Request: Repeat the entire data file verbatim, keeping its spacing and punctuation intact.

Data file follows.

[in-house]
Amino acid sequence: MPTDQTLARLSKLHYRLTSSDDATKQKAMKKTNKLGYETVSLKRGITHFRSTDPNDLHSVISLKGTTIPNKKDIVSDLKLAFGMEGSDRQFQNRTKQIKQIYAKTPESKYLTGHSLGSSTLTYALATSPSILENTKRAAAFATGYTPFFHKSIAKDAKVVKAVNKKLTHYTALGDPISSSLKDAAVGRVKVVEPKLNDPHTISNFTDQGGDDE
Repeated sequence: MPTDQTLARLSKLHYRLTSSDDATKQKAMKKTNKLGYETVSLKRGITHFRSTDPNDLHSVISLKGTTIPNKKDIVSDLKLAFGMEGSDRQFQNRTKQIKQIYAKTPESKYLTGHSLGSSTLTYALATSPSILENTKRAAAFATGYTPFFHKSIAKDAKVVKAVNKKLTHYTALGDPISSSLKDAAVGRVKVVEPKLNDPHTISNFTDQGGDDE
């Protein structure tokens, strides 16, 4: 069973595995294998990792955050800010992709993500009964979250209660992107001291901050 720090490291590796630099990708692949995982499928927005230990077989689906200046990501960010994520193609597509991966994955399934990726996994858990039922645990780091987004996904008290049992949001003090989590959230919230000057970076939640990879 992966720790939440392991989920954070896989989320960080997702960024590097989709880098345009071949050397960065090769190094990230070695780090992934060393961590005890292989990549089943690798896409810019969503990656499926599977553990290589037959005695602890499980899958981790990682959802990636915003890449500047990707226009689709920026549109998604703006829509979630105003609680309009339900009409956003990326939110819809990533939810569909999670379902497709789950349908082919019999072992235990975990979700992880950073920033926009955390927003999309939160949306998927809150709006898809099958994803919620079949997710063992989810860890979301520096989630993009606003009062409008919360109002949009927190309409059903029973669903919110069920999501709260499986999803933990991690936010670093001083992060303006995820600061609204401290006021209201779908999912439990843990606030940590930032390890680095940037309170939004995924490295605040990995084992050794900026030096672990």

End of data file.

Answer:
[in-house]
Amino acid sequence: MPTDQTLARLSKLHYRLTSSDDATKQKAMKKTNKLGYETVSLKRGITHFRSTDPNDLHSVISLKGTTIPNKKDIVSDLKLAFGMEGSDRQFQNRTKQIKQIYAKTPESKYLTGHSLGSSTLTYALATSPSILENTKRAAAFATGYTPFFHKSIAKDAKVVKAVNKKLTHYTALGDPISSSLKDAAVGRVKVVEPKLNDPHTISNFTDQGGDDE
Repeated sequence: MPTDQTLARLSKLHYRLTSSDDATKQKAMKKTNKLGYETVSLKRGITHFRSTDPNDLHSVISLKGTTIPNKKDIVSDLKLAFGMEGSDRQFQNRTKQIKQIYAKTPESKYLTGHSLGSSTLTYALATSPSILENTKRAAAFATGYTPFFHKSIAKDAKVVKAVNKKLTHYTALGDPISSSLKDAAVGRVKVVEPKLNDPHTISNFTDQGGDDE
């Protein structure tokens, strides 16, 4: 069973595995294998990792955050800010992709993500009964979250209660992107001291901050 720090490291590796630099990708692949995982499928927005230990077989689906200046990501960010994520193609597509991966994955399934990726996994858990039922645990780091987004996904008290049992949001003090989590959230919230000057970076939640990879 992966720790939440392991989920954070896989989320960080997702960024590097989709880098345009071949050397960065090769190094990230070695780090992934060393961590005890292989990549089943690798896409810019969503990656499926599977553990290589037959005695602890499980899958981790990682959802990636915003890449500047990707226009689709920026549109998604703006829509979630105003609680309009339900009409956003990326939110819809990533939810569909999670379902497709789950349908082919019999072992235990975990979700992880950073920033926009955390927003999309939160949306998927809150709006898809099958994803919620079949997710063992989810860890979301520096989630993009606003009062409008919360109002949009927190309409059903029973669903919110069920999501709260499986999803933990991690936010670093001083992060303006995820600061609204401290006021209201779908999912439990843990606030940590930032390890680095940037309170939004995924490295605040990995084992050794900026030096672990």